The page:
The Corona crisis is terrifying the middle generation.
Only a fifth of 30 to 59-year-olds are hopeful about the future.
Almost every fourth person is worried about their job, more than 40 percent have or are expecting a loss of income, and one in two feels worse than before the crisis.
The overwhelming majority of 70 percent find it worst not to know how long the virus will dominate everyday life, with three out of four people being convinced that this state of emergency will not be over in a few months, but will last longer .
Source: WORLD infographic
These are the results of the annual survey carried out by the Allensbach Institute for Demoscopy on behalf of the German Insurance Association (GDV).
Overall, the picture shows a mood crash that this generation has never experienced.
The optimism about the future has disappeared like a landslide, says the managing director of the Allensbach Institute, Renate Köcher.
Ignorance of the dangers posed by the virus unsettles people
The middle generation forms the backbone of society.
The majority of fathers and mothers who still have children in the household belong to this age group.
At the same time, it makes up the vast majority of the workforce.
Many also have parents who they are particularly worried about in these pandemic times.
One thing is clear: if the middle generation is badly hit, it will inevitably have an impact on all other age groups.
Source: WORLD infographic
The fact that it is still not clear how dangerous the Covid 19 virus actually is is what worries many 30 to 59-year-olds most, in addition to the uncertainty about the duration of the crisis: Every second person is heavily burdened.
The constant presence of the topic in all media evidently provides less for clarification than for confusion, especially since experts sometimes assess the situation very differently.
And the reports of severe progress even among younger people and the constant news about deaths fuel fears above all.
The survey took place between the end of October and the beginning of November, when the federal and state governments had just decided on the second lockdown and, after a comparatively relaxed summer, the topic dominated all news channels again.
41 percent of respondents are very to very worried about infecting themselves with the coronavirus;
55 percent, on the other hand, see little or no risk for themselves.
The massive restrictions on contact to contain the pandemic are also extremely tough on middle-aged people.
Half of the respondents think it is bad not to be able to meet older relatives.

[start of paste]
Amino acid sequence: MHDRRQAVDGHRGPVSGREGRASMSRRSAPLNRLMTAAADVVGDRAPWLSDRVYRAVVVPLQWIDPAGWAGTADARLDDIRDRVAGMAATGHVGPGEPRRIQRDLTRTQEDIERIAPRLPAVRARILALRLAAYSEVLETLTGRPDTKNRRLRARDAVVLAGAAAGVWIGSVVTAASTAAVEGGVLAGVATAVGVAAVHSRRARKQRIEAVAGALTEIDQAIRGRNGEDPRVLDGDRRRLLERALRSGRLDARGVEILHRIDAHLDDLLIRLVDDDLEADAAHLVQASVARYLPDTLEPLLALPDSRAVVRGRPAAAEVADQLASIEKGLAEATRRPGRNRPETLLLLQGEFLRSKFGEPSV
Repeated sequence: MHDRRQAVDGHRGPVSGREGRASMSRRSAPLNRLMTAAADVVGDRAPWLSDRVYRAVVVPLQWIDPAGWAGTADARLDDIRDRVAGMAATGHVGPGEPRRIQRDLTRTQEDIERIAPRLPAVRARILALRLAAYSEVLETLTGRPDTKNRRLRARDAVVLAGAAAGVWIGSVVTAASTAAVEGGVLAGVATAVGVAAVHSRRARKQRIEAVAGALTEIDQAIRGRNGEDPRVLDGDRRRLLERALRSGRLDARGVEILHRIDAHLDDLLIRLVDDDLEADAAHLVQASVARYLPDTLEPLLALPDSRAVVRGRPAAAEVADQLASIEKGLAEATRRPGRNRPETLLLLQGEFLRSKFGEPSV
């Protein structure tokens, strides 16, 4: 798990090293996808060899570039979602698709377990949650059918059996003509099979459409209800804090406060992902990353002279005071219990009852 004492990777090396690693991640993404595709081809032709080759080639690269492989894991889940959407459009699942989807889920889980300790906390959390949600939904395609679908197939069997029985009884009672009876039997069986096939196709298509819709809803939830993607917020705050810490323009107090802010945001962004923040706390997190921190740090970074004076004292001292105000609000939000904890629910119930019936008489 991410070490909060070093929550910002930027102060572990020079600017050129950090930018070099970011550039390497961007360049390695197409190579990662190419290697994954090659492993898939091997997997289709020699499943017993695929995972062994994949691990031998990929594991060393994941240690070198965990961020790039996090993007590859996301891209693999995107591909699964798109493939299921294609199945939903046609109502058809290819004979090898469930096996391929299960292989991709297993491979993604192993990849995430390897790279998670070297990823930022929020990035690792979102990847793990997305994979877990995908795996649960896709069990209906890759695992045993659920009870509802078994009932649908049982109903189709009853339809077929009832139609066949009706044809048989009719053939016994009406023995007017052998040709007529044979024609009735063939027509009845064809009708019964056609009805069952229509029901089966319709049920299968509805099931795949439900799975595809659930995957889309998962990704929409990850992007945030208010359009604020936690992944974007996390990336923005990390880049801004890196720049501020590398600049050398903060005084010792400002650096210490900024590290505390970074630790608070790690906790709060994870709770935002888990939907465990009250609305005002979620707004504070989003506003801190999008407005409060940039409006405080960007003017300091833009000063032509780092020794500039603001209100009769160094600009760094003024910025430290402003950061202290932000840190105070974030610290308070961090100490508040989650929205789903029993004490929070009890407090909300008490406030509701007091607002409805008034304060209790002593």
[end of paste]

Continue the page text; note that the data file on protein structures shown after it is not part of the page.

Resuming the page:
And every second person perceives the lack of contact with friends as a heavy burden.
43 percent see the school and daycare closings as particularly devastating, and one in three names visiting bans in nursing homes and hospitals as a major disadvantage.
Source: WORLD infographic
A quarter consider the psychological stress to be particularly fatal.
On the other hand, at 16 percent, significantly fewer citizens perceive the factual bans on foreign travel as difficult to bear.
In addition to fears about their own future, people are also worried about the social climate.
60 percent of 30 to 59-year-olds notice major changes in society during these times - and for the worse.
A widespread fear and uncertainty is the most noticeable effect (72 percent).
Almost as many people also complain of increasing aggressiveness and impatience.
A good half criticize growing selfishness.
And only 13 percent recognize an increasing willingness to help.
The majority consider the economic future bleak
"Corona acts like a mushroom - the vast majority sees more aggression and egoism than growing solidarity," says Köcher, head of the institute.
The forced retreat into private life also ensures a return to the family, which has become more important for every second person during the crisis.
The overwhelming majority assess the economic future as bleak: three out of four respondents are very concerned about the economic collateral damage caused by the corona crisis.
After all, 38 percent do not expect the German economy to be able to defend its strong position in the next few years.
And that worry is even greater among those who are concerned about their own jobs.
At almost a quarter, the proportion of those who fear for their own job in view of the extreme economic downturn this year and the millions of short-time work has skyrocketed.
In the previous year, only 14 percent considered their job to be at risk.
It is noticeable that the Germans are increasingly skeptical about globalization - and thus also question the export nation's model of success.
Forty-eight percent of 30 to 59-year-olds still believe that the local economy benefits from the international division of labor.
"You can tell that people are scared"
Sebastian Allgäuer heads the intensive care unit at the Robert Bosch Hospital in Stuttgart.
He shows us the corona area.
The ventilation positions are completely occupied.
The situation is tense.
Source: WELT / Andrea Ohms
But three years ago this approval rating was significantly higher at 64 percent.
And after all, almost one in two blames globalization for spreading the virus around the world.
Only a third disagree.
Most people of the middle generation hope to get their old life back after Corona.
A good half of them do not want to fundamentally change anything, but rather to go on living as they did before the crisis.
At 57 percent, men say this more often than women (46 percent).
However, in the future, the majority will want to appreciate much more of what they used to take for granted.
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